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New documentary brings old timepieces back to life

By Wang Kaihao | China Daily | Updated: 2018-01-16 08:08
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Wang works on a timepiece. [Photo provided to China Daily]

"I really admire Swiss artisans' diligent attitude," Wang says, recalling his two-month stay at the Cartier workshop in La Chaux-de-Fonds last year. "The basic techniques of both sides are quite similar. It's an interesting dialogue between the two cultures."

Wang jokes that he had little to do in rural Switzerland's Jura Mountains other than being fully emerged in work.

Through this documentary film, Li says she hopes to "showcase the craftsmanship represented by watchmaking artisans as they revive the spirit and historical memory of antique timepieces".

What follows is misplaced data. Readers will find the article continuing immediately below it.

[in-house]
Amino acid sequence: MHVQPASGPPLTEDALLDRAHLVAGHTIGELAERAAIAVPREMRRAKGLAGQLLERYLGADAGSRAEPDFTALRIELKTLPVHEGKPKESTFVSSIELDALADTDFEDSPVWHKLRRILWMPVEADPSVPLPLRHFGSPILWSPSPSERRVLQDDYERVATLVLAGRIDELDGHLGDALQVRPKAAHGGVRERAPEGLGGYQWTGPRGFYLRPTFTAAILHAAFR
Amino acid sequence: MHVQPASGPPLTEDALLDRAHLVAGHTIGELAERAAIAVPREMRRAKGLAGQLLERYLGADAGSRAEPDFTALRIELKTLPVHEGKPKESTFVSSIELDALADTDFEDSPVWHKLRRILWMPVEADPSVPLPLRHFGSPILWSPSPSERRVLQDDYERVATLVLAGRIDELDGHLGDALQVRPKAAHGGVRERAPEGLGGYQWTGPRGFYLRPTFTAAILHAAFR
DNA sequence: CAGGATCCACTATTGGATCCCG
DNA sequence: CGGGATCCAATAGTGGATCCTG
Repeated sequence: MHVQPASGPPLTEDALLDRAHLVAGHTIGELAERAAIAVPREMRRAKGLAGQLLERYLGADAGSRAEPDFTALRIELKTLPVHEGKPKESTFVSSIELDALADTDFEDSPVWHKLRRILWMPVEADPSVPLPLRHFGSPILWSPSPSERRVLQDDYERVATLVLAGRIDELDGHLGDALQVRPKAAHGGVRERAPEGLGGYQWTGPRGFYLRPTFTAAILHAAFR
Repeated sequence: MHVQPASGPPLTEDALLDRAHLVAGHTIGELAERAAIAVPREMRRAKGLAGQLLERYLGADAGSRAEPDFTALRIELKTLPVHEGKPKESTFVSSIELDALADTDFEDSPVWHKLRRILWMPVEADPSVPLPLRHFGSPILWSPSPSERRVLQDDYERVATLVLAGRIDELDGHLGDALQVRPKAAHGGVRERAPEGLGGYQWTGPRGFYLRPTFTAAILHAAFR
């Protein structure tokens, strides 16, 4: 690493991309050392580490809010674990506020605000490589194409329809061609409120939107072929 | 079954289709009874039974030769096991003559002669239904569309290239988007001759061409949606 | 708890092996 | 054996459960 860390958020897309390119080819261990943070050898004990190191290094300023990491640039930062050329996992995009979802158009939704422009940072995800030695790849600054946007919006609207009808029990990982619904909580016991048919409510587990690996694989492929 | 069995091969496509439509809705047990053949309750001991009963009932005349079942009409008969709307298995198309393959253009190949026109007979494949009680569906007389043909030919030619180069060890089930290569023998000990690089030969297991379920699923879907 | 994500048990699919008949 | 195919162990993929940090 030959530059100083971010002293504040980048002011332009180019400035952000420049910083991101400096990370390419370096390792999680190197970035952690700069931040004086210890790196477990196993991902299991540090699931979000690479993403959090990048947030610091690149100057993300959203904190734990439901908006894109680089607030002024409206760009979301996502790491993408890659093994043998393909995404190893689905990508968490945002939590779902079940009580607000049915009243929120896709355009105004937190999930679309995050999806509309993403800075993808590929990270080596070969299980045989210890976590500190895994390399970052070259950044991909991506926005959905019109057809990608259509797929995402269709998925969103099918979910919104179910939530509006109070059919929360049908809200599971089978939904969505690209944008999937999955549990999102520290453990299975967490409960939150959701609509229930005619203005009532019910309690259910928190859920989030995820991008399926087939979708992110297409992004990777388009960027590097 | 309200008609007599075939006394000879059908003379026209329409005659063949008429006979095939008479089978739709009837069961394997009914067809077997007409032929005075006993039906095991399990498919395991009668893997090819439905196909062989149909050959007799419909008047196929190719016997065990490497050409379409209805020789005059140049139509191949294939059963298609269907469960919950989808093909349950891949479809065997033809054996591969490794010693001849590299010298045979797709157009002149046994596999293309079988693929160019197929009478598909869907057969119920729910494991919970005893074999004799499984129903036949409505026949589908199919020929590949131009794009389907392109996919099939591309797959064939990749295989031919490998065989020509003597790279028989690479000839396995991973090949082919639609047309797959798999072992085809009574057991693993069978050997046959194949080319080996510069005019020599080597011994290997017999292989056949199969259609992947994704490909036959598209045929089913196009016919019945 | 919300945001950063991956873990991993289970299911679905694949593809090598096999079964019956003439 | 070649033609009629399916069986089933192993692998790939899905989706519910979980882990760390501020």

The Palace Museum, also known as the Forbidden City, was imperial China's seat of power from 1420 to 1911. Several emperors of the Qing Dynasty (1644-1911) were big fans of Western clocks and watches. Consequently, many luxurious timepieces were ordered from Europe, mainly Britain and France.

The museum, which houses more than 1,500 antique timepieces, is generally considered to have the world's best horologic collection from the 18th to 19th centuries.

The six timepiece movements taken to La Chaux-de-Fonds-all with British origins-belong to two pairs of clocks and two pocket watches.

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